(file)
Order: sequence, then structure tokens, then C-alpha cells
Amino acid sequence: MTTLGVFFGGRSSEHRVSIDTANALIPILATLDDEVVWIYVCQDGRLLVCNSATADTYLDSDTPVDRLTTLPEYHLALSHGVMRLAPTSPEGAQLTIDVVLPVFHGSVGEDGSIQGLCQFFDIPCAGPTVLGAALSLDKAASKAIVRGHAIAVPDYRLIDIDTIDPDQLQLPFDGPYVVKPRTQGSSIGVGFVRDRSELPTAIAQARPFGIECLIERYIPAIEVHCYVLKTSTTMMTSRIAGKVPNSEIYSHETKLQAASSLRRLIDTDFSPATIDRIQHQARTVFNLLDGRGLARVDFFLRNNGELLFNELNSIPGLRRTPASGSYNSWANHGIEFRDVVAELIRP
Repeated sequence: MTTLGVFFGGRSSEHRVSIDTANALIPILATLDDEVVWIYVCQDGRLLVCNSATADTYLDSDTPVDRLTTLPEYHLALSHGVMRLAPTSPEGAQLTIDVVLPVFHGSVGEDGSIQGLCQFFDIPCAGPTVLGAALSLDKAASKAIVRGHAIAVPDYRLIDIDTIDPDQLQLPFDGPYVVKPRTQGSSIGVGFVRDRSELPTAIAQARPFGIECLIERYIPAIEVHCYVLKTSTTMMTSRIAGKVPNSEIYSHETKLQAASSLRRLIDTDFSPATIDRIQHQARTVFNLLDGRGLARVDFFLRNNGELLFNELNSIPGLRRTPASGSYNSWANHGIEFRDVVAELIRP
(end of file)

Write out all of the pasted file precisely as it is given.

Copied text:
Order: sequence, then structure tokens, then C-alpha cells
Amino acid sequence: MTTLGVFFGGRSSEHRVSIDTANALIPILATLDDEVVWIYVCQDGRLLVCNSATADTYLDSDTPVDRLTTLPEYHLALSHGVMRLAPTSPEGAQLTIDVVLPVFHGSVGEDGSIQGLCQFFDIPCAGPTVLGAALSLDKAASKAIVRGHAIAVPDYRLIDIDTIDPDQLQLPFDGPYVVKPRTQGSSIGVGFVRDRSELPTAIAQARPFGIECLIERYIPAIEVHCYVLKTSTTMMTSRIAGKVPNSEIYSHETKLQAASSLRRLIDTDFSPATIDRIQHQARTVFNLLDGRGLARVDFFLRNNGELLFNELNSIPGLRRTPASGSYNSWANHGIEFRDVVAELIRP
Repeated sequence: MTTLGVFFGGRSSEHRVSIDTANALIPILATLDDEVVWIYVCQDGRLLVCNSATADTYLDSDTPVDRLTTLPEYHLALSHGVMRLAPTSPEGAQLTIDVVLPVFHGSVGEDGSIQGLCQFFDIPCAGPTVLGAALSLDKAASKAIVRGHAIAVPDYRLIDIDTIDPDQLQLPFDGPYVVKPRTQGSSIGVGFVRDRSELPTAIAQARPFGIECLIERYIPAIEVHCYVLKTSTTMMTSRIAGKVPNSEIYSHETKLQAASSLRRLIDTDFSPATIDRIQHQARTVFNLLDGRGLARVDFFLRNNGELLFNELNSIPGLRRTPASGSYNSWANHGIEFRDVVAELIRP